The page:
1. Well, I am very much in the same situation — locally, I have only 4 fairly close friends, and two of them live in Manhattan — a 45 minute drive away.

      Luckily I still have several deep friendships back in Canada and we stay in touch by phone.

      Any group setting is now so fraught with peril. It’s terrible.

  2. Yes, it’s difficult. We aren’t socialising much. We are fortunate because there haven’t been any covid cases in NWT since April, but this means that I won’t be able to take any holidays to other parts of Canada (two-week quarantine on returning) until who knows when. Our good NWT friends are also leaving permanently in December. I’m not looking forward to any of this, and yes, it’s probably going to be quite a while before there’s a vaccine or very effective treatment.

    1. So sorry about your friends moving away…my closest pal here just moved out of town and into Manhattan.

      It is very tough to have no idea — other than a LONG time — when travel might be safe. Few of us live as we once did, a few blocks or streets or towns away from friends and family.

  3. Covid cases, hospital admissions and deaths are increasing again in the UK. I’m staying at home — and I know I’m lucky to be able to — but it’s hard to see an end to this. I miss in-person social connection and I hate the anxiety that it causes.

    I was talking with one of my colleagues yesterday and she echoed Beth’s comment above: it’s so wearying not being able to see an end point. I suppose we just have to keep on keeping on!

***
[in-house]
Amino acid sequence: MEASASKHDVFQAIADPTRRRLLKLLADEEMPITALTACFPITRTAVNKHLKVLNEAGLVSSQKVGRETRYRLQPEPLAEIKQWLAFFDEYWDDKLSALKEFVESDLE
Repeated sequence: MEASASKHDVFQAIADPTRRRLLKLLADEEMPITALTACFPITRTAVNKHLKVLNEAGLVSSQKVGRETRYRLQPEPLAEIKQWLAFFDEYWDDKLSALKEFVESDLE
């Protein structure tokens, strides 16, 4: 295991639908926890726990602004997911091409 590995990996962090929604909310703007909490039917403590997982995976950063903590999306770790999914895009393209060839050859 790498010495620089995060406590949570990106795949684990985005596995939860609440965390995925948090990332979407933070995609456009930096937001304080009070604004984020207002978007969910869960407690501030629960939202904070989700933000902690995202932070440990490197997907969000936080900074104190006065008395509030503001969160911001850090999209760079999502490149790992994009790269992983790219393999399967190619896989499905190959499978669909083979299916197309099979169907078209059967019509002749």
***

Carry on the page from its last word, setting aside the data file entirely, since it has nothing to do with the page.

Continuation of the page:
4. Dear Caitlin

    Thank you for having created your blog. It means an awful lot to have peoples ‘hearts’ on the web, as it were. We are not alone!

    It breaks my heart to hear the pain of those wondering when it will end, for I have know for some months now the answers, and yet due to ill health and needing to set out all the reasoning it has been difficult to tell people quickly as I might wish.

    I appreciate what I write will seem surprising to many, indeed I expect people to disagree, but I am 100% certain having spent nearly 7 months researching and checking the facts.

    So if you or others wish to consider what I have written, please go to my site and look for Covid 19 Summary which is under CV on the main menu bar.

    And it will all end when people realize the truth and no longer be afraid. My ill health with a cancer diagnosis last year has put me in the extremely vulnerable group, but as I like to say I am about as vulnerable (to Covid 19) as a lamb chop in a vegetarians larder is likely to be eaten!

    Of course, what a lamb chop would be doing there in the first place is a moot point!

    If you read my posts you will see what I mean.

    I wanted to add as one who has taken many photos over the years, especially of beautiful scenery and landscapes, how much I admire the reflection photo one your latest blog. Just stunning.

    Kind regards

    Baldmichael Theresoluteprotector’sson

Leave a Reply

Fill in your details below or click an icon to log in:

WordPress.com Logo

You are commenting using your WordPress.com account. Log Out /  Change )

Google photo

You are commenting using your Google account. Log Out /  Change )

Twitter picture

You are commenting using your Twitter account. Log Out /  Change )

Facebook photo

You are commenting using your Facebook account. Log Out /  Change )

Connecting to %s